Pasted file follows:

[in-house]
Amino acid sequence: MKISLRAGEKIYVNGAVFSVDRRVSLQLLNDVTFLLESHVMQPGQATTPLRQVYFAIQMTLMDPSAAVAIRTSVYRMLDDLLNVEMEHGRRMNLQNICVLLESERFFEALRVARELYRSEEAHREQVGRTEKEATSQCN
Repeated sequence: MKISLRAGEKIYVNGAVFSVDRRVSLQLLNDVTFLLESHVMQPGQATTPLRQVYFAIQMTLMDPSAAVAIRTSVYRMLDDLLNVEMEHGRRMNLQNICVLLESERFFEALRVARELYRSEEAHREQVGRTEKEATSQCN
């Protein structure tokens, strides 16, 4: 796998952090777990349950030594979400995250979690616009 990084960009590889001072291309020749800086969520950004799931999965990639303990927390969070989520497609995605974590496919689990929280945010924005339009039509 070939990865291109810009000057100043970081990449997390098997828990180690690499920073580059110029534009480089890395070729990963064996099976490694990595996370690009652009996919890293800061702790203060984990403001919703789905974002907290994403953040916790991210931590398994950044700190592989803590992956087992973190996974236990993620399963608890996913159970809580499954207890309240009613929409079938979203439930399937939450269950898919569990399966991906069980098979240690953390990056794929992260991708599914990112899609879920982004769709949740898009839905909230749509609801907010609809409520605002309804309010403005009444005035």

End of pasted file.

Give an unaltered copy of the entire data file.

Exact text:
[in-house]
Amino acid sequence: MKISLRAGEKIYVNGAVFSVDRRVSLQLLNDVTFLLESHVMQPGQATTPLRQVYFAIQMTLMDPSAAVAIRTSVYRMLDDLLNVEMEHGRRMNLQNICVLLESERFFEALRVARELYRSEEAHREQVGRTEKEATSQCN
Repeated sequence: MKISLRAGEKIYVNGAVFSVDRRVSLQLLNDVTFLLESHVMQPGQATTPLRQVYFAIQMTLMDPSAAVAIRTSVYRMLDDLLNVEMEHGRRMNLQNICVLLESERFFEALRVARELYRSEEAHREQVGRTEKEATSQCN
């Protein structure tokens, strides 16, 4: 796998952090777990349950030594979400995250979690616009 990084960009590889001072291309020749800086969520950004799931999965990639303990927390969070989520497609995605974590496919689990929280945010924005339009039509 070939990865291109810009000057100043970081990449997390098997828990180690690499920073580059110029534009480089890395070729990963064996099976490694990595996370690009652009996919890293800061702790203060984990403001919703789905974002907290994403953040916790991210931590398994950044700190592989803590992956087992973190996974236990993620399963608890996913159970809580499954207890309240009613929409079938979203439930399937939450269950898919569990399966991906069980098979240690953390990056794929992260991708599914990112899609879920982004769709949740898009839905909230749509609801907010609809409520605002309804309010403005009444005035």